|Homer Simpson shows exactly how I felt when I worked TX3X.|
I have been trying to work them since Friday, October 2nd - a whole ten days ago - without success. Every day, in the morning and in the evening, and sometimes (when I wasn't working) all day long. And every day I've been disappointed. Propagation was poor since about a week ago. Some days I could hear them, on 20 metres CW especially, and sometimes SSB. I never heard them on any other band. Not once. This was a tough one. Many times when they were "workable" into western EU, they would suddenly announce "QRX" or "QSY" or, on one or two occasions, they just disappeared without explanation. This was extremely frustrating for me, and for many other ops in EI and in the UK. After five or six days, only the very biggest stations in Ireland had them logged.
It came down to the last weekend. Yesterday (Saturday), I could hear them well on 20 metres CW and they didn't have a big pile-up so I was confident I could work them. But, just as their signal peaked, they announced "QSY RTTY". Nnnoooooooooooooo!!!! My attempt to work them had been foiled, again. Their signal was OK on RTTY, but they had the whole world calling them, and even the big EU stations were not making it into the log. It was JA after JA after JA. I hadn't a hope.
I had actually begun to resign myself to the notion that here's one new DXCC that I wouldn't be logging. I had begun to philosophically convince myself that I was beat. There was a conversation going on in my head like this: "Well, only the big guns got them. You're a small pistol, and even though you have worked the rarest ones, the miracles don't always happen. You have to accept the limitations of your restricted station and the fact that you are operating from a small garden in the middle of a housing estate."
When the alarm went off this morning (Sunday), I immediately checked the DX cluster. No sign of TX3X on any bands that I could hope to work them on. So I had a bit of a lie-in. But I couldn't sleep, so I got up and headed to the shack, thinking that I should at least keep the radio on the right frequencies in case they popped up. So on one VFO I had 14.023 on CW and on the other I had 14.185 USB. Fingers crossed.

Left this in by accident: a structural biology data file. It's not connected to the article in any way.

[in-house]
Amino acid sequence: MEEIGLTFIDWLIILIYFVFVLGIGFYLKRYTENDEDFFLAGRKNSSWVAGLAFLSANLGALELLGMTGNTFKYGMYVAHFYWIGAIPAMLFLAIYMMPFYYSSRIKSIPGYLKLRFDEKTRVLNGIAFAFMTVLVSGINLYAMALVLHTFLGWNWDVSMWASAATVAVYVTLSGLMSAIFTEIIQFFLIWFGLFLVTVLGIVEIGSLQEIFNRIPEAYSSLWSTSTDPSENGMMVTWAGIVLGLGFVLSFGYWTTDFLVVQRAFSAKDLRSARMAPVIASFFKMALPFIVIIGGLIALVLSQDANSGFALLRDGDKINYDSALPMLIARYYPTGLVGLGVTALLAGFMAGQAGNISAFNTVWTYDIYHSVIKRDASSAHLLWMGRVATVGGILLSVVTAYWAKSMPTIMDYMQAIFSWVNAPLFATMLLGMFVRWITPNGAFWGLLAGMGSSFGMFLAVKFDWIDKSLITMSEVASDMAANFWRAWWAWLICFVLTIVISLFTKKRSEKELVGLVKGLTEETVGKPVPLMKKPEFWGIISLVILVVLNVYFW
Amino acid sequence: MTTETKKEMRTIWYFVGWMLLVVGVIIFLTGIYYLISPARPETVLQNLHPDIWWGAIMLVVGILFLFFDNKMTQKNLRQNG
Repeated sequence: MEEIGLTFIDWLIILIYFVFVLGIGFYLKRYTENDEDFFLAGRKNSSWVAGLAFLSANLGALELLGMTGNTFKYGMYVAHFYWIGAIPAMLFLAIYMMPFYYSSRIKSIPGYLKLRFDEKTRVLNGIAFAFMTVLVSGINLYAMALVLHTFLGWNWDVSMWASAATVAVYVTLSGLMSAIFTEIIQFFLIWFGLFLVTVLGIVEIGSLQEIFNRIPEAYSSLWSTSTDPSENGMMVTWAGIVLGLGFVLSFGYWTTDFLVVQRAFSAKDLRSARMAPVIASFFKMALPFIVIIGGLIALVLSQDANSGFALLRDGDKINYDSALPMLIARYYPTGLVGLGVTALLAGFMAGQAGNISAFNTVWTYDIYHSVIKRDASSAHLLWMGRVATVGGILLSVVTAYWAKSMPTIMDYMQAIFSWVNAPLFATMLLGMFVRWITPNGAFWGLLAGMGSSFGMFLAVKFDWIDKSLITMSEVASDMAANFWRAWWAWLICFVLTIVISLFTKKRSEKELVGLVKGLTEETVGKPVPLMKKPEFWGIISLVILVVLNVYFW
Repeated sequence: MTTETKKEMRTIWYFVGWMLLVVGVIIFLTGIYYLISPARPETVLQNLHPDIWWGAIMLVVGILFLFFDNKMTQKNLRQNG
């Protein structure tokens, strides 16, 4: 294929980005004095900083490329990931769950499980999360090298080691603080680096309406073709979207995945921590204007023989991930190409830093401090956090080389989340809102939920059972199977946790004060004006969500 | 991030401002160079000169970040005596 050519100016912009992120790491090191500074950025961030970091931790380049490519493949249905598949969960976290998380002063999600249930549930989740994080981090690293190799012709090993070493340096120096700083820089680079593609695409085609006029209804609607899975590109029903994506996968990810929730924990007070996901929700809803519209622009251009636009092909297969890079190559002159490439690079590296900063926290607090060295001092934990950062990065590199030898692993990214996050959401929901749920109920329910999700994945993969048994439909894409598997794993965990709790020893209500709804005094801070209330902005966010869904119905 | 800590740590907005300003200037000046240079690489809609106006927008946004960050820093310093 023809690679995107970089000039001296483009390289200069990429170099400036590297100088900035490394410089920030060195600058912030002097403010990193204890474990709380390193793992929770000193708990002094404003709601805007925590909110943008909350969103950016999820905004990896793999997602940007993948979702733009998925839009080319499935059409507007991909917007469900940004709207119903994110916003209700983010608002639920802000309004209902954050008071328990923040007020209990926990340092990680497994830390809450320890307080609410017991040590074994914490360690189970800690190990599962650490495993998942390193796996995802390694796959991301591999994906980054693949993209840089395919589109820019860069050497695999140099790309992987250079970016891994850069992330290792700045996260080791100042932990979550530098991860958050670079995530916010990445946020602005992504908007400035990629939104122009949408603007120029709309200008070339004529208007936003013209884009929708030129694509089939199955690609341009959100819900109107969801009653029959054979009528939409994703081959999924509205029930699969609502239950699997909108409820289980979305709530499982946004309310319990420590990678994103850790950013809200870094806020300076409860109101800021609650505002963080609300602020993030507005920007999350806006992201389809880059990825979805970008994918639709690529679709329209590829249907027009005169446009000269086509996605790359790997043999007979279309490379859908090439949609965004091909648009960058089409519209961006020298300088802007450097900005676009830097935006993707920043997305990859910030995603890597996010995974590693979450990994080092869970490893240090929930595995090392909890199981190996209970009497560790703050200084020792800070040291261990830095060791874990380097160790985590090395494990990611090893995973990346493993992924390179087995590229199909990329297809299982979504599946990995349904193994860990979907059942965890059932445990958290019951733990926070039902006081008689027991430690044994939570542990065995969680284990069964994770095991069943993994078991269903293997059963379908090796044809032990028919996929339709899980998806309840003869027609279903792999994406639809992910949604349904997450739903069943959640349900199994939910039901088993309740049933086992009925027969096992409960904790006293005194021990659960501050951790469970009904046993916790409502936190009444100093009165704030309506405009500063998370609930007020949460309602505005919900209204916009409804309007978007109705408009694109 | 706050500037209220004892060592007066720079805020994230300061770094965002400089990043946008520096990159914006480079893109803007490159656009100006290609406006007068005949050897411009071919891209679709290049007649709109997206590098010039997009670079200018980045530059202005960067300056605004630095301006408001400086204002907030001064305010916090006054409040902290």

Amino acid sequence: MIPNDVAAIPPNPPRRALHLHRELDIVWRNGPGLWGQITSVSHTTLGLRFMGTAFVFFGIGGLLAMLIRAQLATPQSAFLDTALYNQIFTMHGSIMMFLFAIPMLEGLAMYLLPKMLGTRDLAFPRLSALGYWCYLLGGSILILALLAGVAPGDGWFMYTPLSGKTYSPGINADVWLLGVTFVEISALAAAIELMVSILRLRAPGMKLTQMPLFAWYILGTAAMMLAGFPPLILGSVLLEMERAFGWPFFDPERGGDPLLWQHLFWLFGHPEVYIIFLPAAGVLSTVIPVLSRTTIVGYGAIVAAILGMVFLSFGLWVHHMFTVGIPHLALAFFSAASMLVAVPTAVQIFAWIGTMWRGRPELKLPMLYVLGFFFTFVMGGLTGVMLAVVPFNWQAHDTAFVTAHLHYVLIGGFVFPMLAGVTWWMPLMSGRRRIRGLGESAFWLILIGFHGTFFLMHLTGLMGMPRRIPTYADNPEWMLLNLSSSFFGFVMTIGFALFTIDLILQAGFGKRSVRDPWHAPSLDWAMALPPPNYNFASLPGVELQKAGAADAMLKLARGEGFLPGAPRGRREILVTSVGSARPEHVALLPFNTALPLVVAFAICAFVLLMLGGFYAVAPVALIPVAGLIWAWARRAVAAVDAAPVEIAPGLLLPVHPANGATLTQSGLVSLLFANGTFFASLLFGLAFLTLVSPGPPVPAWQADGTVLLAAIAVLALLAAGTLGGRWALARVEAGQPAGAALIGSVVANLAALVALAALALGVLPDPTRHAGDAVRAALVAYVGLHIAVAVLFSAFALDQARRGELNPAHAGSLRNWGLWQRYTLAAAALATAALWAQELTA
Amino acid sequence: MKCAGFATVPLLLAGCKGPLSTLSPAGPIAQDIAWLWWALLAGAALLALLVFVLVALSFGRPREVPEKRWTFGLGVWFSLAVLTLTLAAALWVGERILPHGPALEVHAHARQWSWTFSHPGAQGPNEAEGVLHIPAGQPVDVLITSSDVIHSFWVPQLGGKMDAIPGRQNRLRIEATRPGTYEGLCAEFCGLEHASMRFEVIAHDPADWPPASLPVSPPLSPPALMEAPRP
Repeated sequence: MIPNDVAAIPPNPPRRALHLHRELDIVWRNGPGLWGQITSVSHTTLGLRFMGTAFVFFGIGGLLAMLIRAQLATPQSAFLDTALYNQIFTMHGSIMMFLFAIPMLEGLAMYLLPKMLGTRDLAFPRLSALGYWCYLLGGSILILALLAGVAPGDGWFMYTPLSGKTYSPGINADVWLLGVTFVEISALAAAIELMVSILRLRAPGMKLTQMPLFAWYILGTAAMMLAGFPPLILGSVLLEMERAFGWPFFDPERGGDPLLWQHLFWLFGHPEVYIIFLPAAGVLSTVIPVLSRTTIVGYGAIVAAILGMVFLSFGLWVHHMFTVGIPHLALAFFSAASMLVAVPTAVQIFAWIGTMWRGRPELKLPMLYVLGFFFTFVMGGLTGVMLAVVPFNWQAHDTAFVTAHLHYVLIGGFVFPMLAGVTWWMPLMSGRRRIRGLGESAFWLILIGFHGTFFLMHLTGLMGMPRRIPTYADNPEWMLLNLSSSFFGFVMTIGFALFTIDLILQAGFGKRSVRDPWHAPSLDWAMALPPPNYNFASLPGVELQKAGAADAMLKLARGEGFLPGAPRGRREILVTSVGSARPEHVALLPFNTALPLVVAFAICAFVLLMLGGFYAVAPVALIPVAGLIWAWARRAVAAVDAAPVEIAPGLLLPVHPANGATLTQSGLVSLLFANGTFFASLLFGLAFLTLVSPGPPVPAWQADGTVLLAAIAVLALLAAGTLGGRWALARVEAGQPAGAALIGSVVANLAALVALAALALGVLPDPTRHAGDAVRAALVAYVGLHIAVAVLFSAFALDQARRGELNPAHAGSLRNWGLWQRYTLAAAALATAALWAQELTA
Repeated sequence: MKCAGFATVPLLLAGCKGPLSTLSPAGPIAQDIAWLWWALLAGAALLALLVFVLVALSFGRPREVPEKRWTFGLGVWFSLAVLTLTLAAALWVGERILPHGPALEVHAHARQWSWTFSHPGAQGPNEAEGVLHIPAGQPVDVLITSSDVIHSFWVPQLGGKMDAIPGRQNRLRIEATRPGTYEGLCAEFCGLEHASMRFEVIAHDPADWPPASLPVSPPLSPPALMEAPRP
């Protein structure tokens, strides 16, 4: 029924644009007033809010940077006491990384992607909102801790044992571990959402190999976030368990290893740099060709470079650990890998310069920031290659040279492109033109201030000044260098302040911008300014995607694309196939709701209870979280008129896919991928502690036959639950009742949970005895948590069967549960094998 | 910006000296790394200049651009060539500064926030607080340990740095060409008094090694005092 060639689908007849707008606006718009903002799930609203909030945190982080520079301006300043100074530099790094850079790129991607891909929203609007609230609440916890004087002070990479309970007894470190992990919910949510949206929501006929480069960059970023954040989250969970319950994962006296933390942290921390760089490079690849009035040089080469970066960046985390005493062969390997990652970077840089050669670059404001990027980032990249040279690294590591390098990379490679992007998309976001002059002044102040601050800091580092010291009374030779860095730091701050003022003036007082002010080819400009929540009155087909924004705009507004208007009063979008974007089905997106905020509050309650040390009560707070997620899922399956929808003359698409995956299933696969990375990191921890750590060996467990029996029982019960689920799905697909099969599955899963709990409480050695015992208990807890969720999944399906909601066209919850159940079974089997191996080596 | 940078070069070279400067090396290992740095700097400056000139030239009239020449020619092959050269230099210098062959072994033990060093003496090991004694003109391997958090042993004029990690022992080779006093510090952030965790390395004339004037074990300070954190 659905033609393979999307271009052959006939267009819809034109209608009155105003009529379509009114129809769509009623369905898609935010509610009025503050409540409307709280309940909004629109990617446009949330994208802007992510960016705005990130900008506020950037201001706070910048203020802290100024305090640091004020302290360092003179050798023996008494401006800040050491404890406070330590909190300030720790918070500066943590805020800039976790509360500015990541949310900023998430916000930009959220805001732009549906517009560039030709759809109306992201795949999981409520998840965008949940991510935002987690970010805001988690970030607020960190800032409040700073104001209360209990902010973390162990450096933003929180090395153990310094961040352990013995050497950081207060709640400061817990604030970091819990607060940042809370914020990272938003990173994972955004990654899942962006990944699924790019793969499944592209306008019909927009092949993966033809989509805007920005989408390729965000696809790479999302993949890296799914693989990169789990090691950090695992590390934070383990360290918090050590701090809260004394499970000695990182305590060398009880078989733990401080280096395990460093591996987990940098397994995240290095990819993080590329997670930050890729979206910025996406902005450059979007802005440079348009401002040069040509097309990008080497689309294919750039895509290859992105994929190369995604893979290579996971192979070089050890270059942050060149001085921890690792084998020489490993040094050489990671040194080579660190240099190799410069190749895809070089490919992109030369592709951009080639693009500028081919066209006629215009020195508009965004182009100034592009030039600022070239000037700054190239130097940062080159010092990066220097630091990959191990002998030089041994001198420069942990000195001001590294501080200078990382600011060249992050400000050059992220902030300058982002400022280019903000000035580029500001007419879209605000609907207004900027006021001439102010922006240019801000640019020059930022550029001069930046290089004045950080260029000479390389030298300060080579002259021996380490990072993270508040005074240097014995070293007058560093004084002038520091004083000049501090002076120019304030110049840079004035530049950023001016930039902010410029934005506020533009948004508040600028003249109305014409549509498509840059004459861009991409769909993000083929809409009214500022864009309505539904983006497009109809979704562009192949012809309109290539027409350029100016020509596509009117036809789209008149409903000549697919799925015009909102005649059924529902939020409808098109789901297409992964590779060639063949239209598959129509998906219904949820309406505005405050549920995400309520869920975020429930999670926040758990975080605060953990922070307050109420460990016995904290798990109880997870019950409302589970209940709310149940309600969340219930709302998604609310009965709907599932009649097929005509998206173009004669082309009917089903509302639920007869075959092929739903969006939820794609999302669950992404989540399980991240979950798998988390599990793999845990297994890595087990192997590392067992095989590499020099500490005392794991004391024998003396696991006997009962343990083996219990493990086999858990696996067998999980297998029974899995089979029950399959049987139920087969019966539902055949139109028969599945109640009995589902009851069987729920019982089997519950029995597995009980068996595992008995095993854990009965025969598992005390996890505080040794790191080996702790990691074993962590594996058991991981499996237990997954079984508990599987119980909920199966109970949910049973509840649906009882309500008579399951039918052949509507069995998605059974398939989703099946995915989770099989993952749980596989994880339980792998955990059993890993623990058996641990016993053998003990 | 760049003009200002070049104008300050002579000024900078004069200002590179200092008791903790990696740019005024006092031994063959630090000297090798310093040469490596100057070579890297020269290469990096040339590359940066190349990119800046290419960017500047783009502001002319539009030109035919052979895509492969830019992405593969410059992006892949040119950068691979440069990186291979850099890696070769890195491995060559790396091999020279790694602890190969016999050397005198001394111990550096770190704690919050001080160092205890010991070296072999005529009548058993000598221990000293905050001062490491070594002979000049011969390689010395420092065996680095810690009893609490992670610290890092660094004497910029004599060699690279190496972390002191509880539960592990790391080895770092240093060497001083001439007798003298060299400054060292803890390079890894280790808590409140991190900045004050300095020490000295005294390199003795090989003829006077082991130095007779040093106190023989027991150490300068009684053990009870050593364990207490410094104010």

Then on Facebook, Gerry EI9JU said they were on 14.185. I listened in. Yes, I could hear them. But could I work them? I had tried before without success. I began calling. Then I heard "Echo India" but I could hear nothing else because a contest station was working on 14.183 and obliterated the TX3X. A few minutes later I was calling again and this time I heard something along the lines of "Echo India Two Kilo Charlie you're in the log already, but you're 5 and 9". I went back with a "roger roger roger Echo India Two Kilo Charlie you're 5 and 9, 5 and 9. There was QRM and I could not hear you previously. Thanks for the new one!"
Of course giving him a 5 and 9 report was a bit overzealous on my part, because at best he was a 5 and 3, but that's the way exchanges are generally made with rare DX. They don't bother logging accurate signal reports in most cases. Many dxpeditions use contest logging software, which automatically logs 599 on CW and 59 on phone.
I was delighted. Relieved. Ecstatic actually. I shouted "woooohoooo" at the top of my voice several times. My youngest, Finn, came running into the shack and asked me why I was shouting. I told him I had just worked Chesterfield Islands and gave him a big hug. I doubt that he, or any of my kids, understands why I get so excited about making contacts on my radio. But that's how it goes for us DXers. In the above video, made immediately after my QSO, you can hear the excitement in my voice at having worked them.
A short while later I went to 20 metres CW, where they had a decent signal on 14.023. About five minutes later, I could hear 1KC? and then something like IZ1KC? and figured it was me he was trying for, so gave my call several times. Eventually, I heard the magic "EI2KC 5NN" and I gave him "R R R 5NN TU" and I had two QSOs logged within the space of 28 minutes. Fabulous.
Here's a video of my CW QSO. You can hear the squeals of delight:
(1) You need to be absolutely mad in the head to be a DX chaser, especially if you have a small station;
(2) You need to devote hours, and sometimes days, to logging an ATNO;
(3) The reward is all the greater when the chase is tough.
And I can tell you that today, EI2KC is beaming from ear to ear. That was the toughest ATNO chase I've had in the six years I've been licenced.